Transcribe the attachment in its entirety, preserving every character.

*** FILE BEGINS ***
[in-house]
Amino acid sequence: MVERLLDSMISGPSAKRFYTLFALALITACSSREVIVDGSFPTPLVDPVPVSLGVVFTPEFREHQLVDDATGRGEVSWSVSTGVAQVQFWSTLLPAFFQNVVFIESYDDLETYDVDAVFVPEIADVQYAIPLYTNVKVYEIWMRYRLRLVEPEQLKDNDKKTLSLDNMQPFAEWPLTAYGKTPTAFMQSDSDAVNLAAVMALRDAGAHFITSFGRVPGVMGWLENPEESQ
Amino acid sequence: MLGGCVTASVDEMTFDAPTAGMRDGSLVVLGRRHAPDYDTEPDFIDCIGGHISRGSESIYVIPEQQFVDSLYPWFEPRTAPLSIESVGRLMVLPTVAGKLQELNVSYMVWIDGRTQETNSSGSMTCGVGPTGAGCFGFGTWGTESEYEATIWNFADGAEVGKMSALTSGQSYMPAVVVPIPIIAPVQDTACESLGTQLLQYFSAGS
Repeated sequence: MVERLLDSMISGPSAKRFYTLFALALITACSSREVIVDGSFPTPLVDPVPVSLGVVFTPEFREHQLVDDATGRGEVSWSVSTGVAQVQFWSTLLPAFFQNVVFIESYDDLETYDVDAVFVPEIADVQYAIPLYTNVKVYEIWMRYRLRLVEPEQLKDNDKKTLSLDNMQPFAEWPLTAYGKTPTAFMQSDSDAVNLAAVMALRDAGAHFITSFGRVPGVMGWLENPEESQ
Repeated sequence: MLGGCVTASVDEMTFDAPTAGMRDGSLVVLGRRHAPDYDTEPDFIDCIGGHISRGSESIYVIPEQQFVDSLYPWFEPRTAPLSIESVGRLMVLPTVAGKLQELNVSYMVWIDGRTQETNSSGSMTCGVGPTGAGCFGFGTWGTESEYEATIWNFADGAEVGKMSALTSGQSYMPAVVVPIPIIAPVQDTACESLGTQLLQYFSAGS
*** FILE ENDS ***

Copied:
[in-house]
Amino acid sequence: MVERLLDSMISGPSAKRFYTLFALALITACSSREVIVDGSFPTPLVDPVPVSLGVVFTPEFREHQLVDDATGRGEVSWSVSTGVAQVQFWSTLLPAFFQNVVFIESYDDLETYDVDAVFVPEIADVQYAIPLYTNVKVYEIWMRYRLRLVEPEQLKDNDKKTLSLDNMQPFAEWPLTAYGKTPTAFMQSDSDAVNLAAVMALRDAGAHFITSFGRVPGVMGWLENPEESQ
Amino acid sequence: MLGGCVTASVDEMTFDAPTAGMRDGSLVVLGRRHAPDYDTEPDFIDCIGGHISRGSESIYVIPEQQFVDSLYPWFEPRTAPLSIESVGRLMVLPTVAGKLQELNVSYMVWIDGRTQETNSSGSMTCGVGPTGAGCFGFGTWGTESEYEATIWNFADGAEVGKMSALTSGQSYMPAVVVPIPIIAPVQDTACESLGTQLLQYFSAGS
Repeated sequence: MVERLLDSMISGPSAKRFYTLFALALITACSSREVIVDGSFPTPLVDPVPVSLGVVFTPEFREHQLVDDATGRGEVSWSVSTGVAQVQFWSTLLPAFFQNVVFIESYDDLETYDVDAVFVPEIADVQYAIPLYTNVKVYEIWMRYRLRLVEPEQLKDNDKKTLSLDNMQPFAEWPLTAYGKTPTAFMQSDSDAVNLAAVMALRDAGAHFITSFGRVPGVMGWLENPEESQ
Repeated sequence: MLGGCVTASVDEMTFDAPTAGMRDGSLVVLGRRHAPDYDTEPDFIDCIGGHISRGSESIYVIPEQQFVDSLYPWFEPRTAPLSIESVGRLMVLPTVAGKLQELNVSYMVWIDGRTQETNSSGSMTCGVGPTGAGCFGFGTWGTESEYEATIWNFADGAEVGKMSALTSGQSYMPAVVVPIPIIAPVQDTACESLGTQLLQYFSAGS